New directions for emerging therapies in acute myeloid leukemia: the next chapter.
Daver N., Wei AH., Pollyea DA., Fathi AT., Vyas P., DiNardo CD.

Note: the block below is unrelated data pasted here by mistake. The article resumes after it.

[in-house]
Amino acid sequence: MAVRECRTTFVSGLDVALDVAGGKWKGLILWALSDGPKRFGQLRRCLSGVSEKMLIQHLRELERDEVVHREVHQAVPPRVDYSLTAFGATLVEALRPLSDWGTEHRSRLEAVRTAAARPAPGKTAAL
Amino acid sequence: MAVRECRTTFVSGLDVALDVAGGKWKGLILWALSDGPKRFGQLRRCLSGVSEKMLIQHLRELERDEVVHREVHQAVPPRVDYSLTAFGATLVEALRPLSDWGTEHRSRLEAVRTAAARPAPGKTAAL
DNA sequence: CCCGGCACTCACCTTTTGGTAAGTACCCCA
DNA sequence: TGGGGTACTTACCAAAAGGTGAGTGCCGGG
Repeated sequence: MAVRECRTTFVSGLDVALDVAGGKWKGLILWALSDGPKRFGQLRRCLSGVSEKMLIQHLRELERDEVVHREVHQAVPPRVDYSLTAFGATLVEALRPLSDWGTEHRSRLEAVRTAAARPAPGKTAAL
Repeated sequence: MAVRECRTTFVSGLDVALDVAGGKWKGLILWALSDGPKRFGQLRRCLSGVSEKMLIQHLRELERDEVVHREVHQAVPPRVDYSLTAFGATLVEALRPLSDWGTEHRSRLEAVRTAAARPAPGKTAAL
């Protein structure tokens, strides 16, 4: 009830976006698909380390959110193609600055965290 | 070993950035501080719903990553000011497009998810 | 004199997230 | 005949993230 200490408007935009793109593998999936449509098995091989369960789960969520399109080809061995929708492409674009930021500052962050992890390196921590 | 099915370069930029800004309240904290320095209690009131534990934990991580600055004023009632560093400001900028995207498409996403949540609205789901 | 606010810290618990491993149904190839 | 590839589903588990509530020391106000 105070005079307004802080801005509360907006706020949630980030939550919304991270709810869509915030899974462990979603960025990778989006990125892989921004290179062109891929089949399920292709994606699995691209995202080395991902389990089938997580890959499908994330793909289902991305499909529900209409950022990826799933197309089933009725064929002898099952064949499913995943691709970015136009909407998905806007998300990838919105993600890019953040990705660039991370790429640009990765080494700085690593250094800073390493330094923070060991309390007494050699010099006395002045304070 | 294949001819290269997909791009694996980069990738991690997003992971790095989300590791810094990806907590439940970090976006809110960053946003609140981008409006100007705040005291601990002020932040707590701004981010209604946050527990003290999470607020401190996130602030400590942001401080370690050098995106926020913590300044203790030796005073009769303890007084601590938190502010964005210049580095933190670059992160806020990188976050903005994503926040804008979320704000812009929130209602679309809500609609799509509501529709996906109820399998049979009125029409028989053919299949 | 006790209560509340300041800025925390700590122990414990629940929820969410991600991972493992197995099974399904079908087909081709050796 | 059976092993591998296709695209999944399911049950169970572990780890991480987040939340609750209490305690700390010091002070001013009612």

Conventional therapy for acute myeloid leukemia is composed of remission induction with cytarabine- and anthracycline-containing regimens, followed by consolidation therapy, including allogeneic stem cell transplantation, to prolong remission. In recent years, there has been a significant shift toward the use of novel and effective, target-directed therapies, including inhibitors of mutant FMS-like tyrosine kinase 3 (FLT3) and isocitrate dehydrogenase (IDH), the B-cell lymphoma 2 inhibitor venetoclax, and the hedgehog pathway inhibitor glasdegib. In older patients the combination of a hypomethylating agent or low-dose cytarabine, venetoclax achieved composite response rates that approximate those seen with standard induction regimens in similar populations, but with potentially less toxicity and early mortality. Preclinical data suggest synergy between venetoclax and FLT3- and IDH-targeted therapies, and doublets of venetoclax with inhibitors targeting these mutations have shown promising clinical activity in early stage trials. Triplet regimens involving the hypomethylating agent and venetoclax with FLT3 or IDH1/2 inhibitor, the TP53-modulating agent APR-246 and magrolimab, myeloid cell leukemia-1 inhibitors, or immune therapies such as CD123 antibody-drug conjugates and programmed cell death protein 1 inhibitors are currently being evaluated. It is hoped that such triplets, when applied in appropriate patient subsets, will further enhance remission rates, and more importantly remission durations and survival.